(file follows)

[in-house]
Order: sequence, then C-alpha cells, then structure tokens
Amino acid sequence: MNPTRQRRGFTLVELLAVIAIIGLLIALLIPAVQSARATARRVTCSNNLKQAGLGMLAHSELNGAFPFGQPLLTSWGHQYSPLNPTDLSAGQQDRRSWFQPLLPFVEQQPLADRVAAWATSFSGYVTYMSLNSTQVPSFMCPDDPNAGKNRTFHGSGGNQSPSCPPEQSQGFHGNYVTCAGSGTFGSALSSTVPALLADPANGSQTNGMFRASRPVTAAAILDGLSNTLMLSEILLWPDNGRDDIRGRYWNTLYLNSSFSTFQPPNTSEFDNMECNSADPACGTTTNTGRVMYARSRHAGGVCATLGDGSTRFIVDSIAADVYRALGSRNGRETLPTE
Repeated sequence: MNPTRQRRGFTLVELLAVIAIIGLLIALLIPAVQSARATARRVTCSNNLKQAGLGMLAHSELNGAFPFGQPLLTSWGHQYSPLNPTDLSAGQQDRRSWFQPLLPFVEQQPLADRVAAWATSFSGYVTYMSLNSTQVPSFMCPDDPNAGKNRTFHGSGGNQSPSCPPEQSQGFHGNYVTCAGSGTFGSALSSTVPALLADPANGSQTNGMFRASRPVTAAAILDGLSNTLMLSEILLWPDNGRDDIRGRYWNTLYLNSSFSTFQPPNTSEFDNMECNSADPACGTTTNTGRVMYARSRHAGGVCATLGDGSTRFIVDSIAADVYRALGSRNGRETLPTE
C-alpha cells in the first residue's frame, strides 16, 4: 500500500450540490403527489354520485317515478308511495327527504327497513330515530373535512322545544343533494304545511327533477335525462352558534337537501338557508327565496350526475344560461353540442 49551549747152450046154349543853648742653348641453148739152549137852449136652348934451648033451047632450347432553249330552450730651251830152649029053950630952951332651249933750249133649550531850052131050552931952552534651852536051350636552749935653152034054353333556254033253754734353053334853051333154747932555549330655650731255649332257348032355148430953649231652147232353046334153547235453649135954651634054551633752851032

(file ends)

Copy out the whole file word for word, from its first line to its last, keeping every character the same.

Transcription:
[in-house]
Order: sequence, then C-alpha cells, then structure tokens
Amino acid sequence: MNPTRQRRGFTLVELLAVIAIIGLLIALLIPAVQSARATARRVTCSNNLKQAGLGMLAHSELNGAFPFGQPLLTSWGHQYSPLNPTDLSAGQQDRRSWFQPLLPFVEQQPLADRVAAWATSFSGYVTYMSLNSTQVPSFMCPDDPNAGKNRTFHGSGGNQSPSCPPEQSQGFHGNYVTCAGSGTFGSALSSTVPALLADPANGSQTNGMFRASRPVTAAAILDGLSNTLMLSEILLWPDNGRDDIRGRYWNTLYLNSSFSTFQPPNTSEFDNMECNSADPACGTTTNTGRVMYARSRHAGGVCATLGDGSTRFIVDSIAADVYRALGSRNGRETLPTE
Repeated sequence: MNPTRQRRGFTLVELLAVIAIIGLLIALLIPAVQSARATARRVTCSNNLKQAGLGMLAHSELNGAFPFGQPLLTSWGHQYSPLNPTDLSAGQQDRRSWFQPLLPFVEQQPLADRVAAWATSFSGYVTYMSLNSTQVPSFMCPDDPNAGKNRTFHGSGGNQSPSCPPEQSQGFHGNYVTCAGSGTFGSALSSTVPALLADPANGSQTNGMFRASRPVTAAAILDGLSNTLMLSEILLWPDNGRDDIRGRYWNTLYLNSSFSTFQPPNTSEFDNMECNSADPACGTTTNTGRVMYARSRHAGGVCATLGDGSTRFIVDSIAADVYRALGSRNGRETLPTE
C-alpha cells in the first residue's frame, strides 16, 4: 500500500450540490403527489354520485317515478308511495327527504327497513330515530373535512322545544343533494304545511327533477335525462352558534337537501338557508327565496350526475344560461353540442 49551549747152450046154349543853648742653348641453148739152549137852449136652348934451648033451047632450347432553249330552450730651251830152649029053950630952951332651249933750249133649550531850052131050552931952552534651852536051350636552749935653152034054353333556254033253754734353053334853051333154747932555549330655650731255649332257348032355148430953649231652147232353046334153547235453649135954651634054551633752851032